Making a Leather Purse With a Brass Frame – Finished!


My thoughts On This Project


I really enjoyed this project and will definitely make more purses. Actually building a purse made me better understand some of the details, like rivet locations and the number of stretcher bars, that I had witnessed in English museums. A truly period version of the purse frame would have relied less on soldering and more on rivets to join pieces. Soldering was a difficult task in period and rarely used on non-precious metals. In terms of the roundel, the variations in color within the red are due to the fact that modern red enamels are slightly unstable and burn easily and the fact that I am a beginning enameller. With practice I should be able to achieve a more even color. This is the largest enamel that I have ever done. I knew that red was a fussy color, but I wanted it any way. I have seen the same sort of color variations in period enamels.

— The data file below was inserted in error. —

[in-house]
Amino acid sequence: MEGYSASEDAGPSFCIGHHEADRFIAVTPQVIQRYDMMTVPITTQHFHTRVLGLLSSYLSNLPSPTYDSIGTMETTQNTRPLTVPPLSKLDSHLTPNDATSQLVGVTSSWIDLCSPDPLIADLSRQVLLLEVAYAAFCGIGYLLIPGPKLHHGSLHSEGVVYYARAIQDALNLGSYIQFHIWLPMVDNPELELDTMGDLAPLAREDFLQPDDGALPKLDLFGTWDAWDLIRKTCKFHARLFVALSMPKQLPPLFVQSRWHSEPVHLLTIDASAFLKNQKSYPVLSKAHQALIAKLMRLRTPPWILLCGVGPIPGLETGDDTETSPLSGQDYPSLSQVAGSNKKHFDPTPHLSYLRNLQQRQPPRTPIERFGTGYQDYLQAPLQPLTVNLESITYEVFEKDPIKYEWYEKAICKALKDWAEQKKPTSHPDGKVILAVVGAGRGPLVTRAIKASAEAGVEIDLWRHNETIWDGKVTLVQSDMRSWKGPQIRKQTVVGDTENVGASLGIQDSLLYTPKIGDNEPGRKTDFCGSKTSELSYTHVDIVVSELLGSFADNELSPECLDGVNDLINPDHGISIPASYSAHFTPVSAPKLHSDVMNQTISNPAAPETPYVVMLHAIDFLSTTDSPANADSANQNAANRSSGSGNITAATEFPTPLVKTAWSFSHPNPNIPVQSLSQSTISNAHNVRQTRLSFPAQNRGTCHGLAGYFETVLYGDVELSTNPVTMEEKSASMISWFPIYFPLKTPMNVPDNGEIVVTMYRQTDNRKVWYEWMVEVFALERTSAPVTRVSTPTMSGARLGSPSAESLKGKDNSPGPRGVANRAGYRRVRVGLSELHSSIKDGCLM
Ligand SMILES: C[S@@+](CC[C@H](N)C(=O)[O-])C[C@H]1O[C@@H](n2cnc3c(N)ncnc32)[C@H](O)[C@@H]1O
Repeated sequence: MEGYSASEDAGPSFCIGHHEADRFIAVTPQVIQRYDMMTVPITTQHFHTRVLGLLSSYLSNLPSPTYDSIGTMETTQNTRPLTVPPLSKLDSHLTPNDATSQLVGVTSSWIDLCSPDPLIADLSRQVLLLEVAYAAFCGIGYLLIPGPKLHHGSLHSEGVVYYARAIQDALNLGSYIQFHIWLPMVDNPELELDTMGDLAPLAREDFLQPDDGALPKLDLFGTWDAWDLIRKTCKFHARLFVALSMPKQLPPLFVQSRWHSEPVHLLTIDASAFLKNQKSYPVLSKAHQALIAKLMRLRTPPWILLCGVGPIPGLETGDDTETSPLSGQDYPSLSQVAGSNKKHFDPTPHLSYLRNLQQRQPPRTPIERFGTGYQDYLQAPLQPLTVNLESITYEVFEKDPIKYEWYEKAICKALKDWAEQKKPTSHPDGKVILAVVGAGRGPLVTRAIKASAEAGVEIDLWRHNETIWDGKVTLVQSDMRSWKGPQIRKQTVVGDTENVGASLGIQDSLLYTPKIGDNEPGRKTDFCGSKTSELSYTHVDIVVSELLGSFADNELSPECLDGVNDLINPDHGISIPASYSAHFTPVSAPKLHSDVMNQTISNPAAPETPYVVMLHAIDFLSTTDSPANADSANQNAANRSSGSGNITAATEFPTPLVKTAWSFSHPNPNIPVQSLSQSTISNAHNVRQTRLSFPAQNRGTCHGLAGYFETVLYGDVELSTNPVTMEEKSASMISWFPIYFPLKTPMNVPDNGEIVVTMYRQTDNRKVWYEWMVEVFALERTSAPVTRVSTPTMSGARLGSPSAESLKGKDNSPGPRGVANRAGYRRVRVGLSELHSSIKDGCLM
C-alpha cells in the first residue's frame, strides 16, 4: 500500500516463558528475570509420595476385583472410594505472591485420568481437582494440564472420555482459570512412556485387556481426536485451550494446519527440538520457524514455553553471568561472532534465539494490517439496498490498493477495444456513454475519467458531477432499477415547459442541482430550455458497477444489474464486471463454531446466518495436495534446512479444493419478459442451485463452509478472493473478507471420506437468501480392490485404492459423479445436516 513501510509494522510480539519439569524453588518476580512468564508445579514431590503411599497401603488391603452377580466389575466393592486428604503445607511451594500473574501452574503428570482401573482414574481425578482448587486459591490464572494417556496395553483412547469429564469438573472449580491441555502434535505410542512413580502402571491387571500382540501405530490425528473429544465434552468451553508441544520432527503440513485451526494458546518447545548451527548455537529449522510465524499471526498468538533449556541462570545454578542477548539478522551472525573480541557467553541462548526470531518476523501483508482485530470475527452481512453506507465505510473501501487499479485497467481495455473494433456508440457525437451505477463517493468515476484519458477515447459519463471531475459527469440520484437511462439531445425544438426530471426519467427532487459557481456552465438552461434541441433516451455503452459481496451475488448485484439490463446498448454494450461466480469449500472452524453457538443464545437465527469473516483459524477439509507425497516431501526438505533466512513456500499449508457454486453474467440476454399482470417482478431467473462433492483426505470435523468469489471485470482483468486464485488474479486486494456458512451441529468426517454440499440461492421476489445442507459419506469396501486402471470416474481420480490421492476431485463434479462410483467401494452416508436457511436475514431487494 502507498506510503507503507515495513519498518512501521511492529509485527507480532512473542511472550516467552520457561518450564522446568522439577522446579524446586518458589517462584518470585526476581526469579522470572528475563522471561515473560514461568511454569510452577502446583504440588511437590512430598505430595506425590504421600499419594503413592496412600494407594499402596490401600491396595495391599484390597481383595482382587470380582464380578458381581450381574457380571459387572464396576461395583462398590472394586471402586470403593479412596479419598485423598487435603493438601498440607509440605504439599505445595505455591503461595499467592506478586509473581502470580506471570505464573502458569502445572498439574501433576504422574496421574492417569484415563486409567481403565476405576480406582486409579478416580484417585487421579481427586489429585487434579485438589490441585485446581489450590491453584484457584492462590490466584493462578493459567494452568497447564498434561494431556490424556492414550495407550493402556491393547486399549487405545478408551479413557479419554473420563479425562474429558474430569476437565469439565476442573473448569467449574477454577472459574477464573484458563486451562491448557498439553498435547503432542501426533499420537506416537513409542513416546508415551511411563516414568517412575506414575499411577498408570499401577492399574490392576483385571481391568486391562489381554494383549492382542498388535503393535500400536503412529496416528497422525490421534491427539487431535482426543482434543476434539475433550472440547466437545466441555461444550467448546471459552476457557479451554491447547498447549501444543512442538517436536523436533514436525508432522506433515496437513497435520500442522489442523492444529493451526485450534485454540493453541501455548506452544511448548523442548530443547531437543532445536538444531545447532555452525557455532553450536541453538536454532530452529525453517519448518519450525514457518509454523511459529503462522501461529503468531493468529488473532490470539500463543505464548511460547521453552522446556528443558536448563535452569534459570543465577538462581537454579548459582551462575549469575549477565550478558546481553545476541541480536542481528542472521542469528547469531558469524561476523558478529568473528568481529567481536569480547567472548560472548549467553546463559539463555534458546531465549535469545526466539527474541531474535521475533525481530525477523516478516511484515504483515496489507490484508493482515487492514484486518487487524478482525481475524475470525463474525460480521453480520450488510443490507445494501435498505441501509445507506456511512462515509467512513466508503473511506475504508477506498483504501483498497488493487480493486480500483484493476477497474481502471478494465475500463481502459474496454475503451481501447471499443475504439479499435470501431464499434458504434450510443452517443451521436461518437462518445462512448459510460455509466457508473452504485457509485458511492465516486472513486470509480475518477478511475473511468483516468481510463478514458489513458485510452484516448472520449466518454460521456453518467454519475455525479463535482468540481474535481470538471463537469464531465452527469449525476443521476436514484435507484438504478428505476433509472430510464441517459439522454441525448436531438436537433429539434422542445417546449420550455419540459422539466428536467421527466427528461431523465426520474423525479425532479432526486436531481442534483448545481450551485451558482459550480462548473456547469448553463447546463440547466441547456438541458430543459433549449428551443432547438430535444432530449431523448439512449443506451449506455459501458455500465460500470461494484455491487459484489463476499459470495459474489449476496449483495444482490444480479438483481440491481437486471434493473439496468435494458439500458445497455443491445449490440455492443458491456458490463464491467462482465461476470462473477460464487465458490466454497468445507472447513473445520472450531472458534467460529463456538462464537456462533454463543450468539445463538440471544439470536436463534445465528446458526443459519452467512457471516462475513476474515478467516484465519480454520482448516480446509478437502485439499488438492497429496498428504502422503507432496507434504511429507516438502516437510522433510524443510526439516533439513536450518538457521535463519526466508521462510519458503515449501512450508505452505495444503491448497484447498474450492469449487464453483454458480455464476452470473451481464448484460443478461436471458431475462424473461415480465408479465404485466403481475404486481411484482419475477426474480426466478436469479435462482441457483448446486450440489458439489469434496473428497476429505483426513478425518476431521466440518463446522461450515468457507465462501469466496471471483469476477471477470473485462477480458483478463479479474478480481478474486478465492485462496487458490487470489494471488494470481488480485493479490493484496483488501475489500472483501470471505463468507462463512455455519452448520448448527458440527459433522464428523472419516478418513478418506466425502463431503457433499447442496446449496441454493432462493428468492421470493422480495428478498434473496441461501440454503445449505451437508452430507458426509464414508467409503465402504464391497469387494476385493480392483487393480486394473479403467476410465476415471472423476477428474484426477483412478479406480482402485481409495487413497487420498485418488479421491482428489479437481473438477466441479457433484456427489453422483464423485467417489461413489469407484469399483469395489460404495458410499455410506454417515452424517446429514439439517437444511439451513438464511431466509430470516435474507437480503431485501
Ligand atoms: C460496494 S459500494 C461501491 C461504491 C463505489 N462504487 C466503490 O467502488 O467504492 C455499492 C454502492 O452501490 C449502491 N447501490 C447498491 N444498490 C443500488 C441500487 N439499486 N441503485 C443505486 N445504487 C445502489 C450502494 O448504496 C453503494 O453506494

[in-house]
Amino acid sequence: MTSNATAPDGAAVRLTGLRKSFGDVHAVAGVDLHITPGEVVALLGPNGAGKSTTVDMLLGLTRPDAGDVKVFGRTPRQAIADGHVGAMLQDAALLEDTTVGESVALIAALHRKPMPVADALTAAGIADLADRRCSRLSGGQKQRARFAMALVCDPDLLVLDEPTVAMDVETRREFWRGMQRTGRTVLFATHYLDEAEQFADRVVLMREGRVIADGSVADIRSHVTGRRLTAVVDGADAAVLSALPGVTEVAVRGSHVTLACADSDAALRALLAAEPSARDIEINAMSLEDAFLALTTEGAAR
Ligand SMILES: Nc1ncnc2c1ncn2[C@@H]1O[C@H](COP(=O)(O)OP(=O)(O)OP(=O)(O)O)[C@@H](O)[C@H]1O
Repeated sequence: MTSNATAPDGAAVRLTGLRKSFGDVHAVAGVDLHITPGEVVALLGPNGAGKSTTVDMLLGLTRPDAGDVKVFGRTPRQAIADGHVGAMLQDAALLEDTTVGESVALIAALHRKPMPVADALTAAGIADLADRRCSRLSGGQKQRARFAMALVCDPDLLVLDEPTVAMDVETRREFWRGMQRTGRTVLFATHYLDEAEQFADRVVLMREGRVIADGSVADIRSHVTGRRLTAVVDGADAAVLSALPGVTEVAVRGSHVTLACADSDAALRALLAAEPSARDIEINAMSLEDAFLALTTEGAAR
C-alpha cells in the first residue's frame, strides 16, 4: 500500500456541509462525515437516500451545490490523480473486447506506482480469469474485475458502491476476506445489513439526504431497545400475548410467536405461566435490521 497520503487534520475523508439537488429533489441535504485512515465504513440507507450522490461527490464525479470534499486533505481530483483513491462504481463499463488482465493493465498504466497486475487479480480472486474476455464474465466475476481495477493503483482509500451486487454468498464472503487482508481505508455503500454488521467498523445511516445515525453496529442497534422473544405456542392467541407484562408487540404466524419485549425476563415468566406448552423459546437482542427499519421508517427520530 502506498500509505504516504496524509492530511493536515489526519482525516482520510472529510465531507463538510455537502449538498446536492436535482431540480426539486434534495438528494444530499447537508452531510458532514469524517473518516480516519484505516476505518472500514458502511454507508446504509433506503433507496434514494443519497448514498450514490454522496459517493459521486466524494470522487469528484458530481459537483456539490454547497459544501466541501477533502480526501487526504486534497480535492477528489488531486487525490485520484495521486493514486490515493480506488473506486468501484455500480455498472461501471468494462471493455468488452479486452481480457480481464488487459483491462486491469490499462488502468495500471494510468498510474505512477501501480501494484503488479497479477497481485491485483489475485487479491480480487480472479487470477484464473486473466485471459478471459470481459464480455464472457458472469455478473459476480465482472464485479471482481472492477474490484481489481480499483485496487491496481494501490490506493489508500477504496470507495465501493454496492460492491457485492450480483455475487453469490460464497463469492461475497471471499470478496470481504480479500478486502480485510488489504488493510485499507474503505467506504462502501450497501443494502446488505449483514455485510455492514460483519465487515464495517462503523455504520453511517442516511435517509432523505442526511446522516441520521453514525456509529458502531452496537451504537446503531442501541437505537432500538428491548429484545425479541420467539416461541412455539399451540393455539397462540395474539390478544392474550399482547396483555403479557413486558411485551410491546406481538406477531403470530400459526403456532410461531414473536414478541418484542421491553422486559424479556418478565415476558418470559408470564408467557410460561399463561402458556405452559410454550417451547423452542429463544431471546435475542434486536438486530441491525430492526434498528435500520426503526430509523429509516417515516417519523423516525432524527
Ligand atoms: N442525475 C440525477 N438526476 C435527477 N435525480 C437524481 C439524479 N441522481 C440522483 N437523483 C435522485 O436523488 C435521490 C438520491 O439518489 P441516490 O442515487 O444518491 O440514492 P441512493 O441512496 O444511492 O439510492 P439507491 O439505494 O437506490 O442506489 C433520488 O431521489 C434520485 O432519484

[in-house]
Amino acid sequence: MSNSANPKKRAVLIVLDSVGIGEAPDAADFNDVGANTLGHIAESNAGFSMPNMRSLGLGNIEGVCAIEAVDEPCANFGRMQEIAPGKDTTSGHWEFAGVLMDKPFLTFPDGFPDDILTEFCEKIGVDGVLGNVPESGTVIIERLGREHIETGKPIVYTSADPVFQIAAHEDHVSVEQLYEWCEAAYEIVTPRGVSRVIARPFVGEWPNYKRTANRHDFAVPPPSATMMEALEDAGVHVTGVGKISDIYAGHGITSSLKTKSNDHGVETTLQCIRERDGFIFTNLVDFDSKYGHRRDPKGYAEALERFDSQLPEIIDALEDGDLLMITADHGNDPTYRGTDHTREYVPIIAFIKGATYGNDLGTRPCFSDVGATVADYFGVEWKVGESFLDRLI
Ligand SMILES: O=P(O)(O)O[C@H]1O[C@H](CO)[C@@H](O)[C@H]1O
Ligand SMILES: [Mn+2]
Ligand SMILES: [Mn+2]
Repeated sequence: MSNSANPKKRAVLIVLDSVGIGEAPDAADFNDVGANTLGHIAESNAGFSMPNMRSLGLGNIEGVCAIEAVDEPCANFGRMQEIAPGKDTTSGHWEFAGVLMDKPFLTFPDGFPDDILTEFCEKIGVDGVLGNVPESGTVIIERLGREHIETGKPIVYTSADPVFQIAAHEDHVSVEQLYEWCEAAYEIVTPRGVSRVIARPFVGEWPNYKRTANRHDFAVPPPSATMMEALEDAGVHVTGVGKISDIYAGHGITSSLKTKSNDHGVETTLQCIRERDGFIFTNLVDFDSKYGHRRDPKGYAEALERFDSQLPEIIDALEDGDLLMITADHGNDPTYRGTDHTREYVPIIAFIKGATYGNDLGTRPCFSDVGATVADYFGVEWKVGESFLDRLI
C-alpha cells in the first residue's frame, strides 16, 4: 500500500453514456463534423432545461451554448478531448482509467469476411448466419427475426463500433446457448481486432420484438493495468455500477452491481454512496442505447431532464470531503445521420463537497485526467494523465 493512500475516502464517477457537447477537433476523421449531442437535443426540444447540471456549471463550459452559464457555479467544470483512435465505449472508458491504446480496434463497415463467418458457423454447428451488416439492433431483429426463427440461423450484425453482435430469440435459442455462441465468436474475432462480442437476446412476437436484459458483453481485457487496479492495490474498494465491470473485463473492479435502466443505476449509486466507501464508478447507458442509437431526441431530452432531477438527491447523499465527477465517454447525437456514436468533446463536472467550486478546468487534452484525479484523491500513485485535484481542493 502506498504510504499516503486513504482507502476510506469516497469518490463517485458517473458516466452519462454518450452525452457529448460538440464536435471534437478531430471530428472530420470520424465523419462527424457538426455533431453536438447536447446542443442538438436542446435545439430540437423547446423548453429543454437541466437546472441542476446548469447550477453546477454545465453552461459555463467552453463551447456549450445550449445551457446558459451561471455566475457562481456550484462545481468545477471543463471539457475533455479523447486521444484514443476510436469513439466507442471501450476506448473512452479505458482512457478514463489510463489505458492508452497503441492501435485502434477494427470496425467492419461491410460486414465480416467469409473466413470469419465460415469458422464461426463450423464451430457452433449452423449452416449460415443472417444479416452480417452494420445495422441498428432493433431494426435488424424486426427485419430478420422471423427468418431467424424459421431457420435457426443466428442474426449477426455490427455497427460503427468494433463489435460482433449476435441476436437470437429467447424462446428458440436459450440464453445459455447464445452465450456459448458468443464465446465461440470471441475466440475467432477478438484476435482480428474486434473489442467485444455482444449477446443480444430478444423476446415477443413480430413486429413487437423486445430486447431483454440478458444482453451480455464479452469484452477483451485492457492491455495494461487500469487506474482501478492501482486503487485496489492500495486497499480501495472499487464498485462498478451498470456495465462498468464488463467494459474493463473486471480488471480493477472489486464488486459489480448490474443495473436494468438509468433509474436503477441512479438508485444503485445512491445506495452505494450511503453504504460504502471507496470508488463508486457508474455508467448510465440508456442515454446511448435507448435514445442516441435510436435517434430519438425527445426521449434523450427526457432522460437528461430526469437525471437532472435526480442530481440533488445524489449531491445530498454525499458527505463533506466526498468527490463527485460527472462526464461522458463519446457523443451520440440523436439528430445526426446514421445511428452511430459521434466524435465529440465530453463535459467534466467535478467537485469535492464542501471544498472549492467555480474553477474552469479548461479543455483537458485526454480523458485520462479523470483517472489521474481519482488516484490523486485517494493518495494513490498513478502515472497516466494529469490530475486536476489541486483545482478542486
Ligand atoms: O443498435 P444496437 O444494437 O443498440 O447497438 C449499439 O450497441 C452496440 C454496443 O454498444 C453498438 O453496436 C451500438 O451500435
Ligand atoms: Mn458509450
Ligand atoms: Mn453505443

Almgren, Bertil, “The Viking”, Crescent Books, 1975


Campbell, James, “The Anglo-Saxons”, Cornel University Press, 1982


Cirker, Blanche, “The Book of Kells: Selected plates in Full Color”, Dover, 1982


Egan, Geoff and Pritchard, Frances, “Dress Accessories, c. 1150-1450”, 1991


Evans, Angela Care, “The Sutton Hoo Ship Burial”, British Museum Press, 1986


Meehan, Bernard, “The Book of Durrow: A Medieval Masterpeice at Trinity College Dublin”, Roberts Rinehart Publishers, 1996


Stapleton, C.P., Freestone, I.C. and Bowman, S.G.E., “Composition and Origin of Early Medieval Opaque Red Enamel from Britain and Ireland”, Journal of Archaeological Science, Article No. jasc.1999.0399, Academic Press, 1999